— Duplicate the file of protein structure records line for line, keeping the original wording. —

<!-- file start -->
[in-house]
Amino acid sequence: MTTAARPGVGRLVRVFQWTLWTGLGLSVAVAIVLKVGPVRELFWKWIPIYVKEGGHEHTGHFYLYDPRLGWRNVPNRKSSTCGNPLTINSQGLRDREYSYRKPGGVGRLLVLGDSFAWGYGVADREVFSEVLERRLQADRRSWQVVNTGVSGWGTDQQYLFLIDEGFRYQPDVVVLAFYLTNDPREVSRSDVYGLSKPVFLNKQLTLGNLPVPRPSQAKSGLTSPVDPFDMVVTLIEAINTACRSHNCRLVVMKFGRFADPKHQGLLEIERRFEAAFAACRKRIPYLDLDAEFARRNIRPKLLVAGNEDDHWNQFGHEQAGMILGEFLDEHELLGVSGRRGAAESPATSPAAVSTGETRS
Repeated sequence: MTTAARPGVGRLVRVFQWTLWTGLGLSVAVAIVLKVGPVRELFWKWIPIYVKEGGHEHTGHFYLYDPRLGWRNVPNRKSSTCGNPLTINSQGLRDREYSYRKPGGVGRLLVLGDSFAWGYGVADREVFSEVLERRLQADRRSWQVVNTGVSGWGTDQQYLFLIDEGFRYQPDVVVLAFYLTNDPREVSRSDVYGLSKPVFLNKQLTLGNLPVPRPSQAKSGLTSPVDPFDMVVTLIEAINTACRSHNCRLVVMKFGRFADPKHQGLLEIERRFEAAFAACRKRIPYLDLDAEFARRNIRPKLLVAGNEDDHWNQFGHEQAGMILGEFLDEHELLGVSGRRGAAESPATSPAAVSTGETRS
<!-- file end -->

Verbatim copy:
[in-house]
Amino acid sequence: MTTAARPGVGRLVRVFQWTLWTGLGLSVAVAIVLKVGPVRELFWKWIPIYVKEGGHEHTGHFYLYDPRLGWRNVPNRKSSTCGNPLTINSQGLRDREYSYRKPGGVGRLLVLGDSFAWGYGVADREVFSEVLERRLQADRRSWQVVNTGVSGWGTDQQYLFLIDEGFRYQPDVVVLAFYLTNDPREVSRSDVYGLSKPVFLNKQLTLGNLPVPRPSQAKSGLTSPVDPFDMVVTLIEAINTACRSHNCRLVVMKFGRFADPKHQGLLEIERRFEAAFAACRKRIPYLDLDAEFARRNIRPKLLVAGNEDDHWNQFGHEQAGMILGEFLDEHELLGVSGRRGAAESPATSPAAVSTGETRS
Repeated sequence: MTTAARPGVGRLVRVFQWTLWTGLGLSVAVAIVLKVGPVRELFWKWIPIYVKEGGHEHTGHFYLYDPRLGWRNVPNRKSSTCGNPLTINSQGLRDREYSYRKPGGVGRLLVLGDSFAWGYGVADREVFSEVLERRLQADRRSWQVVNTGVSGWGTDQQYLFLIDEGFRYQPDVVVLAFYLTNDPREVSRSDVYGLSKPVFLNKQLTLGNLPVPRPSQAKSGLTSPVDPFDMVVTLIEAINTACRSHNCRLVVMKFGRFADPKHQGLLEIERRFEAAFAACRKRIPYLDLDAEFARRNIRPKLLVAGNEDDHWNQFGHEQAGMILGEFLDEHELLGVSGRRGAAESPATSPAAVSTGETRS